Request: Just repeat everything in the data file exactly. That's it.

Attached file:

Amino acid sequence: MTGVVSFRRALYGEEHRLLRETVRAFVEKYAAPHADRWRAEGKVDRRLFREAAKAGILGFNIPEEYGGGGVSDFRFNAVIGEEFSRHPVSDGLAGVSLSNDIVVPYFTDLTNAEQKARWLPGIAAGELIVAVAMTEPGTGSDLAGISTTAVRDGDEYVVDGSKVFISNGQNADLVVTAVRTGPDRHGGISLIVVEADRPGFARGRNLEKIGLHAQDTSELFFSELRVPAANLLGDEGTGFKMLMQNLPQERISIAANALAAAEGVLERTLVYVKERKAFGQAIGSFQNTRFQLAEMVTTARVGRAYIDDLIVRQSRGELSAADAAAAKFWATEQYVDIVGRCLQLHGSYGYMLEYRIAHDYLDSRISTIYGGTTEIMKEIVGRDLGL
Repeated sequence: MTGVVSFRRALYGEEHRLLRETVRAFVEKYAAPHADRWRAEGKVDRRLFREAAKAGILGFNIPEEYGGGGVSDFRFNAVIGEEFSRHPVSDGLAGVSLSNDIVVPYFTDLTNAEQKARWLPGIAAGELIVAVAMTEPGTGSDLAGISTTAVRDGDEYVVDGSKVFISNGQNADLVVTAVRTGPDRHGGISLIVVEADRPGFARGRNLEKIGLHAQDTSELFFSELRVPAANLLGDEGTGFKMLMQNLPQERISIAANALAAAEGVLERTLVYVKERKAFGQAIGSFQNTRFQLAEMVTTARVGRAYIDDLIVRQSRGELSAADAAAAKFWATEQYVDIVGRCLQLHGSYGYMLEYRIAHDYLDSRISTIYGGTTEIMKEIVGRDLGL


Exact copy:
Amino acid sequence: MTGVVSFRRALYGEEHRLLRETVRAFVEKYAAPHADRWRAEGKVDRRLFREAAKAGILGFNIPEEYGGGGVSDFRFNAVIGEEFSRHPVSDGLAGVSLSNDIVVPYFTDLTNAEQKARWLPGIAAGELIVAVAMTEPGTGSDLAGISTTAVRDGDEYVVDGSKVFISNGQNADLVVTAVRTGPDRHGGISLIVVEADRPGFARGRNLEKIGLHAQDTSELFFSELRVPAANLLGDEGTGFKMLMQNLPQERISIAANALAAAEGVLERTLVYVKERKAFGQAIGSFQNTRFQLAEMVTTARVGRAYIDDLIVRQSRGELSAADAAAAKFWATEQYVDIVGRCLQLHGSYGYMLEYRIAHDYLDSRISTIYGGTTEIMKEIVGRDLGL
Repeated sequence: MTGVVSFRRALYGEEHRLLRETVRAFVEKYAAPHADRWRAEGKVDRRLFREAAKAGILGFNIPEEYGGGGVSDFRFNAVIGEEFSRHPVSDGLAGVSLSNDIVVPYFTDLTNAEQKARWLPGIAAGELIVAVAMTEPGTGSDLAGISTTAVRDGDEYVVDGSKVFISNGQNADLVVTAVRTGPDRHGGISLIVVEADRPGFARGRNLEKIGLHAQDTSELFFSELRVPAANLLGDEGTGFKMLMQNLPQERISIAANALAAAEGVLERTLVYVKERKAFGQAIGSFQNTRFQLAEMVTTARVGRAYIDDLIVRQSRGELSAADAAAAKFWATEQYVDIVGRCLQLHGSYGYMLEYRIAHDYLDSRISTIYGGTTEIMKEIVGRDLGL